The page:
“OK, but you’re not going to be around, so you probably won’t care,” he said.

Oh yes I would.

“And I probably wouldn’t marry a hooker. I’m sure you’d really love her,” he teased.

Even though I knew how ridiculous this conversation was, I was seriously getting angry.

“I don’t care if she is a saint, I would hate her. In fact, if she is a saint, I would hate her even more, and I don’t want her stupid ashes anywhere near ours or our trees. Promise me, Frank.”

He did. But I know my husband, always the diplomat. He’ll have half of himself buried with me and the other half with that trollop, and there will be multiple trees planted and mountains of oak blooms and acorns that my poor children will have to rake up because of her. Selfish hooker.

In all seriousness, it doesn’t really matter if you are resting for eternity in the Cadillac coffin in the finest real estate Pine Crest has to offer or if your ashes are buried next to those of your husband’s hooker. What you do while alive, is way more important than what you do while your dead. If you loved and were loved, the memories your friends and family have and will cherish are the absolute best “monuments” there are, and the only ones that really matter.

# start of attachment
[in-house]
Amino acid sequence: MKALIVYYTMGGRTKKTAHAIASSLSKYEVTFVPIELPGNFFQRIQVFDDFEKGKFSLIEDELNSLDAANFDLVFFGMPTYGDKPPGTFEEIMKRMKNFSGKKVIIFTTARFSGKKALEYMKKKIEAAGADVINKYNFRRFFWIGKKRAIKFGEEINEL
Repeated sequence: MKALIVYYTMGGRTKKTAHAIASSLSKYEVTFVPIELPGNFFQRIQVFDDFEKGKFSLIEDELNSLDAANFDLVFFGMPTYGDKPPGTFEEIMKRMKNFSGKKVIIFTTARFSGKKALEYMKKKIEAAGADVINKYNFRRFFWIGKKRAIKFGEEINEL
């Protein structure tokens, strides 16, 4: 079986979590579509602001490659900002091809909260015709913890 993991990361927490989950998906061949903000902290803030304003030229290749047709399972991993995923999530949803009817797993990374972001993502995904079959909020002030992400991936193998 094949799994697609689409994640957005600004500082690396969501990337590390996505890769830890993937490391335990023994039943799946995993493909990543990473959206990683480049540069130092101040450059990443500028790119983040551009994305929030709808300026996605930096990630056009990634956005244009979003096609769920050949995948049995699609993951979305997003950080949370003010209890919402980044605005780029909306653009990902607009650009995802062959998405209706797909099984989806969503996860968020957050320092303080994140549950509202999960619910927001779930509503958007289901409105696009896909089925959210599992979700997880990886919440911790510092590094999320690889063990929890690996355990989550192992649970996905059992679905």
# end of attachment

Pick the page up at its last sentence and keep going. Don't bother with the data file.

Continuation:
And besides, if Frank plants that hooker’s tree near mine, I will definitely make sure it gets some kind of fungus. Something really nasty that makes her bark fall off.

Can someone get me a chainsaw over here?